it’s five things that could prevent you from adopting any innovation, no matter
how beneficial and proven. First a little backstory: I’m reading the “Diffusion
of Innovations” by Everett M. Rodgers, a book that forms the underpinnings of
the more recently popular concept of “Crossing the Chasm” by Geoffrey Moore. Rodgers,
a sociologist, describes why people do and do not adopt innovations. Two
examples stick in my mind:
- The social worker in Peru who
could only get 5% of a village to boil their drinking water despite major
water borne diseases.
- It took over 200 years to bring
scurvy under control despite the simple fix of including sufficient citrus
as part of a long-haul sailor’s diet.
other examples led me to consider Rodgers’ five key characteristics that are
essential for technology adoption and apply them to the adoption of operational
decision management (ODM) technologies. Whether you adopt or do not adopt ODM
software could depend on how you answer these five questions, despite your need
or the evidence for it.
- Relative advantage: How much
better is the new way compared to the status quo? Operationalizing decision
making with business rules and real-time event triggers to emerging
situations, and enabling business users to author and update their
business decisions provides tangible business advantages compared to decision
logic that is locked in applications and maintained solely by IT. As the
saying goes “you can’t respond faster than you can recode.” Companies that
adopt these ODM technologies routinely see improvements of 50% quicker
time to market, 80-85% straight through processing, better customer
retention from automated loyalty programs and orders of magnitude
improvement in closing their books on time at the end of the month.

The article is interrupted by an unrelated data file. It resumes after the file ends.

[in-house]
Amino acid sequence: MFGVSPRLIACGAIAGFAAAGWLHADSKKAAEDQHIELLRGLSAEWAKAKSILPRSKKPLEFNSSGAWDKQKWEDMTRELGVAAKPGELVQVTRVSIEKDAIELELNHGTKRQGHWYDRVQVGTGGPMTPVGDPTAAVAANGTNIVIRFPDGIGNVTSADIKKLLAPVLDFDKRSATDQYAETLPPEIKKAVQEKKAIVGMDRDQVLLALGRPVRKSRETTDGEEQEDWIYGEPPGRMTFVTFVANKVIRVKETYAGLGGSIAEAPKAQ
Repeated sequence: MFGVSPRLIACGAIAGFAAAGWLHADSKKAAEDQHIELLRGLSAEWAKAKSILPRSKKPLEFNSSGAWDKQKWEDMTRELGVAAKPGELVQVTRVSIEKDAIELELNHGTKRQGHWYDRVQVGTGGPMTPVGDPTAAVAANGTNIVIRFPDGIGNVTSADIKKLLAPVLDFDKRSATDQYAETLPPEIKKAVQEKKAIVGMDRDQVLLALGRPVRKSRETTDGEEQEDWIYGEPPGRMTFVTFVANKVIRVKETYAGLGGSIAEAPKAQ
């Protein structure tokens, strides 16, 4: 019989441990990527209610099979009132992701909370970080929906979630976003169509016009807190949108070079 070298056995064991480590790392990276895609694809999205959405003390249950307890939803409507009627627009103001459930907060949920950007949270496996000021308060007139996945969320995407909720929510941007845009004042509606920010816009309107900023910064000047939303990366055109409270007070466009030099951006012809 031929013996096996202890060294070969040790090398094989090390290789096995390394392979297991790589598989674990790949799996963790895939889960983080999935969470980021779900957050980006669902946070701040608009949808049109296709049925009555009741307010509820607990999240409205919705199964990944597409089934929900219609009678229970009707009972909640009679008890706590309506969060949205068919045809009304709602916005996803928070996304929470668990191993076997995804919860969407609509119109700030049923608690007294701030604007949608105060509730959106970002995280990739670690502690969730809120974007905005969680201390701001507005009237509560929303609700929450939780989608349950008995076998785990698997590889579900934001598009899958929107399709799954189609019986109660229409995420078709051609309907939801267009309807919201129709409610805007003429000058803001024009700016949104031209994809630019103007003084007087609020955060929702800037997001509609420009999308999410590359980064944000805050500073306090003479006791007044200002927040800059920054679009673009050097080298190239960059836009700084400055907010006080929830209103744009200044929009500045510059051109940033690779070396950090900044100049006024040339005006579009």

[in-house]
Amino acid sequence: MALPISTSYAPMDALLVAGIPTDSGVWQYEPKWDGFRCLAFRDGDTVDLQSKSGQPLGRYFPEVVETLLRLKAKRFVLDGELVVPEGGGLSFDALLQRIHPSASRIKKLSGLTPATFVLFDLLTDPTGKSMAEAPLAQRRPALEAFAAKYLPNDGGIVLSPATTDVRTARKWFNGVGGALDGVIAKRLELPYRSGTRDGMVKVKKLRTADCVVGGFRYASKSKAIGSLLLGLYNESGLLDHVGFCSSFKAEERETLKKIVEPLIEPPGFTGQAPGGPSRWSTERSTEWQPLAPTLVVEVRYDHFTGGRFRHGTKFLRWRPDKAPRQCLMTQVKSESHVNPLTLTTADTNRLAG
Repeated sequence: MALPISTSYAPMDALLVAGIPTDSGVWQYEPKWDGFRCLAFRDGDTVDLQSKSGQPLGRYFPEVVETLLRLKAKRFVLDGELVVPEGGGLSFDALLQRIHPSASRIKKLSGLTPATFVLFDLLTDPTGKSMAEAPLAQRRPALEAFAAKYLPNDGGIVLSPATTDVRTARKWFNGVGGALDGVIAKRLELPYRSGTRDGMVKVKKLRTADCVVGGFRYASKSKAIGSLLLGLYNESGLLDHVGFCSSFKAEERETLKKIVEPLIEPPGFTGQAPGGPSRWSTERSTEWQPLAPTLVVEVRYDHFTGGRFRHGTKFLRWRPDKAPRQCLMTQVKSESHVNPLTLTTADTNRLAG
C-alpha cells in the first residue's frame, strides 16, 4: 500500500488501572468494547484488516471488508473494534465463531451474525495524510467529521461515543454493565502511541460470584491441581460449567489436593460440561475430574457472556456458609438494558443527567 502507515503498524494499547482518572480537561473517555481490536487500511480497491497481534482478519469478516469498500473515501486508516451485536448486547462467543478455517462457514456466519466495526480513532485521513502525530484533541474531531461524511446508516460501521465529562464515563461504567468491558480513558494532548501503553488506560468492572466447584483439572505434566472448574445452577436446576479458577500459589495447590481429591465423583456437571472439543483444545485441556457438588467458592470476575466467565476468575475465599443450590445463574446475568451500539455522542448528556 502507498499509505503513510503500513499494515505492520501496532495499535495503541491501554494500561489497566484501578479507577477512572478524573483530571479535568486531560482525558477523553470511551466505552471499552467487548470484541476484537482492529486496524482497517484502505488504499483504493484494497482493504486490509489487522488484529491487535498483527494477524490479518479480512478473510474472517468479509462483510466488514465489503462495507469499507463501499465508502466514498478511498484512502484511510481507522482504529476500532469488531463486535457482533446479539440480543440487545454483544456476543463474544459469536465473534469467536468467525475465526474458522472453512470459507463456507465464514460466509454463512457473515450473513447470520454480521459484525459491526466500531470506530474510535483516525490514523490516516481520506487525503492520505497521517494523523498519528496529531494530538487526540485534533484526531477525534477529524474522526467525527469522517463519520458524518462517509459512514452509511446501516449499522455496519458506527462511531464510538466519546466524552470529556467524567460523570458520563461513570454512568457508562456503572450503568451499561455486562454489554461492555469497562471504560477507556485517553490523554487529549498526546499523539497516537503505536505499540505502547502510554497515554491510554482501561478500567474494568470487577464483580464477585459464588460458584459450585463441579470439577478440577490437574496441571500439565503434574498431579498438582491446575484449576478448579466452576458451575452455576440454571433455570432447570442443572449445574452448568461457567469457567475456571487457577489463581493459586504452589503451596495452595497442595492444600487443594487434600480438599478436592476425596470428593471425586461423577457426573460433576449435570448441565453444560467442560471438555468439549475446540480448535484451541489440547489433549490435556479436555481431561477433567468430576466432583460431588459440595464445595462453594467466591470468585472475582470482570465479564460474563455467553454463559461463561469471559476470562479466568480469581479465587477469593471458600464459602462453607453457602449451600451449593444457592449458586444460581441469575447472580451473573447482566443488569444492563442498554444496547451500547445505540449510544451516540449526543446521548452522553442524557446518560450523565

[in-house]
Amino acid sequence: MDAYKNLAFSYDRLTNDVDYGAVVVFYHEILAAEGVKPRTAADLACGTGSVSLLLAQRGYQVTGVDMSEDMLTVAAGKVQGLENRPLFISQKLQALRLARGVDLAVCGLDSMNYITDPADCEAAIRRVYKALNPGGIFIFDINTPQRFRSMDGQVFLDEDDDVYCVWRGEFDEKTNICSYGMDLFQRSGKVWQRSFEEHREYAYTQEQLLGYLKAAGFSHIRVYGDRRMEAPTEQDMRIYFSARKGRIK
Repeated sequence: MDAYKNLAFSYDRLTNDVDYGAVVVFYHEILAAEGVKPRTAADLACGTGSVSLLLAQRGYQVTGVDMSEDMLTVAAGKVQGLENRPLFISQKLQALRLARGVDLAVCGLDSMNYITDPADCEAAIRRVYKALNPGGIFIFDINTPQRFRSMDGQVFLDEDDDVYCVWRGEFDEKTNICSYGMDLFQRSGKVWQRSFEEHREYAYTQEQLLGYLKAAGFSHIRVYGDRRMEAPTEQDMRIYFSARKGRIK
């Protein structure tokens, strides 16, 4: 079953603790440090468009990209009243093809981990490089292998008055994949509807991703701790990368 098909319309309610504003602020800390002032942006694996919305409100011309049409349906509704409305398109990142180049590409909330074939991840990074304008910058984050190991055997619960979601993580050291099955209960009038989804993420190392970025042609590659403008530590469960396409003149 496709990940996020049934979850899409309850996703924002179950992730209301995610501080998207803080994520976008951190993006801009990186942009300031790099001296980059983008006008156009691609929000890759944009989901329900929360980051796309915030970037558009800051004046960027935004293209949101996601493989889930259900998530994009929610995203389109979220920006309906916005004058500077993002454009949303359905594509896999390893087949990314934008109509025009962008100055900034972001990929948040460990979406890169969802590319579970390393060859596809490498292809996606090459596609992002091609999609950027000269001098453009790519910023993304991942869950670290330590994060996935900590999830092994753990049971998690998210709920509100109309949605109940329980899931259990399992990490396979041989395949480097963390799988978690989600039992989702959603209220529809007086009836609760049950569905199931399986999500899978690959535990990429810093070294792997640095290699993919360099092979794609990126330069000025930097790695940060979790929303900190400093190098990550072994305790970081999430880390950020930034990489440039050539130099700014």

- Compatibility: Is the new idea
compatible with existing notions and past experiences of the adopters? ODM technologies typically help
solve known problems or issues -- either replacing a manual process that’s
too slow or ineffective, or complementing or adding onto an existing
product or service to drive improved performance. Occasionally, they’ll
replace an incumbent technology, but usually when the existing offering has
failed to solve the known problem or challenge.
- Complexity: Is the new idea more difficult to
understand? How much new skill is required to adopt the new idea and
the concept of operational decision making is pretty simple. Get your
business users to codify their business expertise in a natural language. Give
them access to update and modify these rules easily and often. They can then
collaborate with IT to run automated simulations to verify the updated
decision-making logic and put changes into production rapidly. The area of
greatest challenge is the ability to imagine a better and more efficient
way to manage business decisions and to be open to shifting boundaries of responsibilities.
- Trialability: Can the innovation
be experimented with on a smaller scale to reduce risk and gain
business decisions is frequently started piecemeal and in support of existing
systems. As a small-scale pilot. A key place to start is to identify the
area where there is the most churn in business logic and externalize that
service using business rules.
- Observability: What is the
degree to which the results of an innovation are visible to others? Because ODM targets your everyday
operational decisions – those repeatable, frequently occurring decisions
about customer offers, service levels, eligibility, pricing, etc. –
improvements often can be seen and felt across the organization, in every
interaction you have with customers, partners or internal employees. These
decisions add up, transaction by transaction, customer by customer, and
process by process, acting as an opportunity multiplier when you get them
right and can quickly change them to meet new business requirements. We’ve
found nine specific business use
the results are especially visible.
benefits of boiling water, the benefits of operational decision management
technologies are proven, established and the problems addressed are common and
recurrent. Whether or not you adopt these technologies may have little to do
with the problem or proof. The same could be said for other forms of adoption.
wonderful holiday and catch up on some good reading. I’ll be finishing the
“Diffusion of Innovations” and Steve Jobs’ excellent biography by Walter